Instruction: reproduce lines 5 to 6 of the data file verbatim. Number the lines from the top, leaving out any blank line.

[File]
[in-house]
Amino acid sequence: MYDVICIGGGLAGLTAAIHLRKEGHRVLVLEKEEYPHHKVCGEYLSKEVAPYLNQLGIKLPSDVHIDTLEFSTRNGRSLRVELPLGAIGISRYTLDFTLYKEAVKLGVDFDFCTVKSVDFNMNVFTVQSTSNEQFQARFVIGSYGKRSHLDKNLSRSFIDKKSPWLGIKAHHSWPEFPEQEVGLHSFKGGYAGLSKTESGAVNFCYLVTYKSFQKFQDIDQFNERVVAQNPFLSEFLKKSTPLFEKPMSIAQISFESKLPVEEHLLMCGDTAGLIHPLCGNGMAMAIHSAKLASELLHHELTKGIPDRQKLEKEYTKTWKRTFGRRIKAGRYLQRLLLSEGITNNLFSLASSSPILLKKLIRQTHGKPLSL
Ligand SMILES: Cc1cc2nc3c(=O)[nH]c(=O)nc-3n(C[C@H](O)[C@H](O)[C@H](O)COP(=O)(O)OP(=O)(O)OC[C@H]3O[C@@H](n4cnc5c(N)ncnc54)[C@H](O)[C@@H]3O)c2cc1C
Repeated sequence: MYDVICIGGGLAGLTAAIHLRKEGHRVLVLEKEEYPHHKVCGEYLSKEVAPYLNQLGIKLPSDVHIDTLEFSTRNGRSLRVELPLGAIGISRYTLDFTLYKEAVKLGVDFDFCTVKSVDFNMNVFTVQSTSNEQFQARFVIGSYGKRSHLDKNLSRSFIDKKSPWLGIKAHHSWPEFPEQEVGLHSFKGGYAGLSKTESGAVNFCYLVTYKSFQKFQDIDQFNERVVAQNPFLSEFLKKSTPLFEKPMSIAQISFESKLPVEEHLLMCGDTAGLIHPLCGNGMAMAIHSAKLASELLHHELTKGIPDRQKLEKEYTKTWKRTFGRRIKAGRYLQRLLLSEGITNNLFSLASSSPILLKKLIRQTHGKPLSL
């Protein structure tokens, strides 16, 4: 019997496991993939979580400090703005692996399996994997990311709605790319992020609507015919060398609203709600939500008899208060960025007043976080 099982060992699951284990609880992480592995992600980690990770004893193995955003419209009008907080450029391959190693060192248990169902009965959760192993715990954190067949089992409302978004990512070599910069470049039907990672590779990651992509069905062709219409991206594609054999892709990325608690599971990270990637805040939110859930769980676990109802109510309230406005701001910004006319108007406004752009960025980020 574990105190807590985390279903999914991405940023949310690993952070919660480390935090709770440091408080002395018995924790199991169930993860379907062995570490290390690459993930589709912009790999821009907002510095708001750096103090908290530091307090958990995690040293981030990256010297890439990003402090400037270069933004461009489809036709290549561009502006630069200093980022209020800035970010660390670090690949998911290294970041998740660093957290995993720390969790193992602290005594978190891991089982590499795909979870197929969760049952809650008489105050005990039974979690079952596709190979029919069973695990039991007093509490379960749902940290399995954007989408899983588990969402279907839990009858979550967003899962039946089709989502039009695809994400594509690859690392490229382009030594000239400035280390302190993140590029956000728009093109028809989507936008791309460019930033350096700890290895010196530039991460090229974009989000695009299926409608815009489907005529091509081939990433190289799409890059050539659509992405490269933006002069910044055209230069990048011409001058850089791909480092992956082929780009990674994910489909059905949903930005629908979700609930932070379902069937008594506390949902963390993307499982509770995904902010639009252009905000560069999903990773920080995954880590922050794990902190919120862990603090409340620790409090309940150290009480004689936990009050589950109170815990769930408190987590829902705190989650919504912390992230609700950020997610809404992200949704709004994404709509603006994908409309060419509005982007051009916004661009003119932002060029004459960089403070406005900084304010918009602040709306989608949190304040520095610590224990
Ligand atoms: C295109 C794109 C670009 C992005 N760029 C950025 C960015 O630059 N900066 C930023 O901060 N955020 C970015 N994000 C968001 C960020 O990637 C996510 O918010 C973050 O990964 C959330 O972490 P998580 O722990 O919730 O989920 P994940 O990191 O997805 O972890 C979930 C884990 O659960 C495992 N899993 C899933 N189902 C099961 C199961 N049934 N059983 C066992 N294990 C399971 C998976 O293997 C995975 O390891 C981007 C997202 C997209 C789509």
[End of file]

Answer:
């Protein structure tokens, strides 16, 4: 019997496991993939979580400090703005692996399996994997990311709605790319992020609507015919060398609203709600939500008899208060960025007043976080 099982060992699951284990609880992480592995992600980690990770004893193995955003419209009008907080450029391959190693060192248990169902009965959760192993715990954190067949089992409302978004990512070599910069470049039907990672590779990651992509069905062709219409991206594609054999892709990325608690599971990270990637805040939110859930769980676990109802109510309230406005701001910004006319108007406004752009960025980020 574990105190807590985390279903999914991405940023949310690993952070919660480390935090709770440091408080002395018995924790199991169930993860379907062995570490290390690459993930589709912009790999821009907002510095708001750096103090908290530091307090958990995690040293981030990256010297890439990003402090400037270069933004461009489809036709290549561009502006630069200093980022209020800035970010660390670090690949998911290294970041998740660093957290995993720390969790193992602290005594978190891991089982590499795909979870197929969760049952809650008489105050005990039974979690079952596709190979029919069973695990039991007093509490379960749902940290399995954007989408899983588990969402279907839990009858979550967003899962039946089709989502039009695809994400594509690859690392490229382009030594000239400035280390302190993140590029956000728009093109028809989507936008791309460019930033350096700890290895010196530039991460090229974009989000695009299926409608815009489907005529091509081939990433190289799409890059050539659509992405490269933006002069910044055209230069990048011409001058850089791909480092992956082929780009990674994910489909059905949903930005629908979700609930932070379902069937008594506390949902963390993307499982509770995904902010639009252009905000560069999903990773920080995954880590922050794990902190919120862990603090409340620790409090309940150290009480004689936990009050589950109170815990769930408190987590829902705190989650919504912390992230609700950020997610809404992200949704709004994404709509603006994908409309060419509005982007051009916004661009003119932002060029004459960089403070406005900084304010918009602040709306989608949190304040520095610590224990
Ligand atoms: C295109 C794109 C670009 C992005 N760029 C950025 C960015 O630059 N900066 C930023 O901060 N955020 C970015 N994000 C968001 C960020 O990637 C996510 O918010 C973050 O990964 C959330 O972490 P998580 O722990 O919730 O989920 P994940 O990191 O997805 O972890 C979930 C884990 O659960 C495992 N899993 C899933 N189902 C099961 C199961 N049934 N059983 C066992 N294990 C399971 C998976 O293997 C995975 O390891 C981007 C997202 C997209 C789509």